(Suzanne Cords’s article appeared in DW, 1/27; Photo from DW.)

Activist Kay Sara portrays Antigone in Milo Rau’s modern-day tragedy about the Indigenous people’s fight for survival.

Ancient Greek poet Sophocles couldn’t have possibly imagined that his tragedy “Antigone” would remain topical some 2,400 years after the play was first performed.

“Antigone” tells the story of Creon, a tyrant who wants to stay in power at all costs. Convinced that she is doing the right thing according to the gods, Antigone defies him. The matter does not end well. Creon condemns her to be buried alive, but Antigone evades judgment by committing suicide.

A 21st-century Antigone

Swiss playwright and director Milo Rau has brought the mythical Antigone into the present. 

Rau is famous for his political projects. Among others, he staged a play examining the Rwandan genocide, and he focused on the inhumane situation in the southern Italian Matera refugee camp in his film “The New Gospel.”

His modern version of “Antigone” deals with the destruction of the Amazon.

Indigenous actress and activist Kay Sara plays the lead role, alongside members of the activist group Movimento dos Trabalhadores Sem Terra (MST), which is the largest landless workers’ movement in the world.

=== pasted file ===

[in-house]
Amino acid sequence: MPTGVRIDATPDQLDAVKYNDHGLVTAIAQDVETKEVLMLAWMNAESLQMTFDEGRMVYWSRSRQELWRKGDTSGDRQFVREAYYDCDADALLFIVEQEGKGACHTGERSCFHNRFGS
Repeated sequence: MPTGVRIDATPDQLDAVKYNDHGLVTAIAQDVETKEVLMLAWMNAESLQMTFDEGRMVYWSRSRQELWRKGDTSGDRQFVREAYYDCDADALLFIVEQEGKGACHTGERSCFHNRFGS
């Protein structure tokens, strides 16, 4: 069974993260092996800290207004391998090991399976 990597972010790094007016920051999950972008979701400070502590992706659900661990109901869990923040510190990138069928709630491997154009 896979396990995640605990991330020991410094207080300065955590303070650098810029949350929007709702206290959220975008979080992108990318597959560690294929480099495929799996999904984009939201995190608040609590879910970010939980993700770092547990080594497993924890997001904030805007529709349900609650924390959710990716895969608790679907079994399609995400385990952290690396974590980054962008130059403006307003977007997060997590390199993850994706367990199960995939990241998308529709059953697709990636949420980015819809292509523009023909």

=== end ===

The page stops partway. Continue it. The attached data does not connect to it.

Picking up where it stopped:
They are fighting for a reform of  Brazil’s land ownership system, and for a fairer society.

The topics explored by the project include greed for profit, the overexploitation of nature, and displacement. Rau and his team had already traveled to the Brazilian state of Para in 2020 to work on “Antigone.”

At the time, Jair Bolsonaro had been in office as president for a year. He had already disempowered the governmental protection agency National Indigenous People Foundation, FUNAI, and appointed an environment minister who denied climate change. Bolsonaro also stated that he would welcome the landless workers’ movement with “a loaded gun.”

This political background inspired Rau to stage a new edition of Sophocles’ classic tragedy.

The production was set to premiere in April 2020, on a street in the Brazilian state of Amazonas, where police officers once murdered numerous landless people. The production was also supposed to head to Vienna afterwards. But the coronavirus pandemic shelved those plans.

Instead, Kay Sara gave an impressive speech on the internet: “I would have played Antigone, who rebels against the ruler Creon … The chorus would have consisted of survivors of a massacre of landless people by the Brazilian government. We would have performed this new Antigone on an occupied road through the Amazon — those forests on fire. It would not have been a play, but a political action. Not an act of art, but an act of resistance: against that state power that is destroying the Amazon.”

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